This Day in the Law
January 1

President Abraham Lincoln Issues Emancipation Proclamation (1863)

On January 1, 1863, President Abraham Lincoln issued the Emancipation Proclamation officially freeing many slaves from the Confederate states during the Civil War. Lincoln authorized the Emancipation Proclamation by his power under Article II, Section 2 of the United States Constitution as Commander in Chief.

In particular, the Emancipation Proclamation really consisted of two presidential executive orders. The first executive order is often referred to as the Preliminary Emancipation Proclamation issued on September 22, 1862. It freed slaves in Confederate states that refused to return to the Union by January 1, 1863. The second executive order, issued on this day, January 1, 1863, listed 10 Confederate states where slavery was outlawed, including: (i) Arkansas, (ii) Texas, (iii) Louisiana, (except certain cities, including New Orleans), (iv) Mississippi, (v) Alabama, (vi) Florida, (vii) Georgia, (viii) South Carolina, (ix) North Carolina, and (x) Virginia (except certain counties and cities).

The Emancipation had many other positive impacts besides freeing slaves in the Confederate states. For example, the Emancipation Proclamation helped to gain the support for the Union from Britain and France. That’s because Britain and France had already outlawed slavery and if they had chosen to support the Confederacy they would have been encouraging slavery. The Emancipation Proclamation also accepted black men in the Union Army and Navy, allowing them to fight for their own freedom. In fact, by the end of the Civil War nearly 200,000 black men had fought for the Union.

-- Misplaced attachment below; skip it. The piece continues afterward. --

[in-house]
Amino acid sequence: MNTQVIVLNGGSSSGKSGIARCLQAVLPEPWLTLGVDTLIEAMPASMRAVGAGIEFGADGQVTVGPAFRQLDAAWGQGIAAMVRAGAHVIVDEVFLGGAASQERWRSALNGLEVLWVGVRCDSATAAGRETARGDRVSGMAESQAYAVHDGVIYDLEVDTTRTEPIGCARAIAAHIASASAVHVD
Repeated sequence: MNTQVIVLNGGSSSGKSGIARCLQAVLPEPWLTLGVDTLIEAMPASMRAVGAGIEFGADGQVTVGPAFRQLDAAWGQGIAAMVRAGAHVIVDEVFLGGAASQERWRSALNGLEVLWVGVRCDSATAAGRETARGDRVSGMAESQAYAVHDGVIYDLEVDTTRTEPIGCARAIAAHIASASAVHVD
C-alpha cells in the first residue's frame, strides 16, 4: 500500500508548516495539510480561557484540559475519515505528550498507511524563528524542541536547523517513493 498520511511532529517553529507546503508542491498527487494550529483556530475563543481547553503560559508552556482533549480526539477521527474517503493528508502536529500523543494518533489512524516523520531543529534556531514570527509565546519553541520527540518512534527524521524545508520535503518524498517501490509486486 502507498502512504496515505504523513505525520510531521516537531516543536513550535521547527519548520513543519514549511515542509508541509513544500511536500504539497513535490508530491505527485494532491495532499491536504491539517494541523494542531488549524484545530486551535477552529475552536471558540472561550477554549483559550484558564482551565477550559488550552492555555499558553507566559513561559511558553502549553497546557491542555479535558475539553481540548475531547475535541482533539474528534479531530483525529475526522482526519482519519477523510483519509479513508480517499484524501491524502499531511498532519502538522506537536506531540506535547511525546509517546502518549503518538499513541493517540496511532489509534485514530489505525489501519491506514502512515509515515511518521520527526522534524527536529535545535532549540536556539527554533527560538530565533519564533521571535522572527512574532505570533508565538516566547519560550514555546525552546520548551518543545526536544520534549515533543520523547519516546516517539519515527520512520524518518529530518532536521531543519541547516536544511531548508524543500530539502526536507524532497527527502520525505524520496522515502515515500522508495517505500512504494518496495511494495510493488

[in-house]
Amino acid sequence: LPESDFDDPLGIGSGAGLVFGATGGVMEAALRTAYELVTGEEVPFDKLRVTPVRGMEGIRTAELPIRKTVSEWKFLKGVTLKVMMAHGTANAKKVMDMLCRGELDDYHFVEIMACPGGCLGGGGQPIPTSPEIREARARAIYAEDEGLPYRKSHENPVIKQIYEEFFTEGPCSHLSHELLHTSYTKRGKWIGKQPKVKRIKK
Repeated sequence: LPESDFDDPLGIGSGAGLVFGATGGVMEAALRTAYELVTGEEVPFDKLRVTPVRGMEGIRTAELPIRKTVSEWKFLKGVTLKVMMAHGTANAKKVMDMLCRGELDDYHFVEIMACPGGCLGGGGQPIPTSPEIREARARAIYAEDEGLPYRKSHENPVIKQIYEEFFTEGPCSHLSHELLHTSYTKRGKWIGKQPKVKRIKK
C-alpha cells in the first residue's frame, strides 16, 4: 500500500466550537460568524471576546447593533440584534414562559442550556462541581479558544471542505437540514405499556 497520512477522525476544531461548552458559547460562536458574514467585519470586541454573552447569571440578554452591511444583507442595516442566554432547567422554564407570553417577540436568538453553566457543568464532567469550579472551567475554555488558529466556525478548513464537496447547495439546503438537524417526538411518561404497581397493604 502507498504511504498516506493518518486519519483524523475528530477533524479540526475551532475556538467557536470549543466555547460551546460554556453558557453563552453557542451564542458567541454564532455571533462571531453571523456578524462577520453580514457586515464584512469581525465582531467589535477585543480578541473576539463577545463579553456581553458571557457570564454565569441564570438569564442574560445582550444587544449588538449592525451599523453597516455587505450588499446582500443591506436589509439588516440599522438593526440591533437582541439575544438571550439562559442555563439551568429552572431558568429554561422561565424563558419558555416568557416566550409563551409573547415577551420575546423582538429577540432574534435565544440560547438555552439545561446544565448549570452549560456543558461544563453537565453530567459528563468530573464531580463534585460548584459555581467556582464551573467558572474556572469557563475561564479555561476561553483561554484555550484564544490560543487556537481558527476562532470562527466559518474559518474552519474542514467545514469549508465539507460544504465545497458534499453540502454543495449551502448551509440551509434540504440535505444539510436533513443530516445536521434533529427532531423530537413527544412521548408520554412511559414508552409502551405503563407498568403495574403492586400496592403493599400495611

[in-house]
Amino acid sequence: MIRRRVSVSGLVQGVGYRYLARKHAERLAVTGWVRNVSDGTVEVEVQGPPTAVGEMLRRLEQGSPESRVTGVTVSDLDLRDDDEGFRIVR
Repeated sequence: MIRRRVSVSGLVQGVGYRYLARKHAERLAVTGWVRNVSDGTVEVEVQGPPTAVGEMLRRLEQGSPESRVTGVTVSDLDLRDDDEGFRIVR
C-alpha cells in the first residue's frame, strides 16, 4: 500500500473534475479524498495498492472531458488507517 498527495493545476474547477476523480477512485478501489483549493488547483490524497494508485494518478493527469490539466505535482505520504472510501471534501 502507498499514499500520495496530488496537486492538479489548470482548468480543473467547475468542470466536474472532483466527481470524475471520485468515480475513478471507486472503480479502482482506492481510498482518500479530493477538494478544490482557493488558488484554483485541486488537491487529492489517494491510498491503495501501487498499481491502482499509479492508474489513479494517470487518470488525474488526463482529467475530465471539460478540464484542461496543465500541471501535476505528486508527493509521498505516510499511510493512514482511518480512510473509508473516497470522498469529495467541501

It’s important to understand the Emancipation Proclamation did not make slavery illegal under federal law. Rather, it outlawed slavery in certain Confederate states. However, the Emancipation Proclamation had did impact the country’s views toward slavery. After the Proclamation, some states actually enacted their own laws outlawing slavery. Then, only a few years after the Proclamation in 1865, Congress ratified of the 13th Amendment to the U.S. Constitution which finally made slavery illegal across the entire United States.

Overall, it took nearly a century since the founding of the United States, two years of some of the deadliest fighting in the Civil War, and a long struggle by the abolitionists to lead up to the Emancipation Proclamation on January 1, 1863. Indeed, this day on January 1, 1863 was a historical event in the life of American legal history.

NOTE: To view the original Emancipation Proclamation, as written by Lincoln himself (and edited by his Secretary of State, William H. Seward), we recommend you visit the National Archives in Washington, D.C. where it is housed.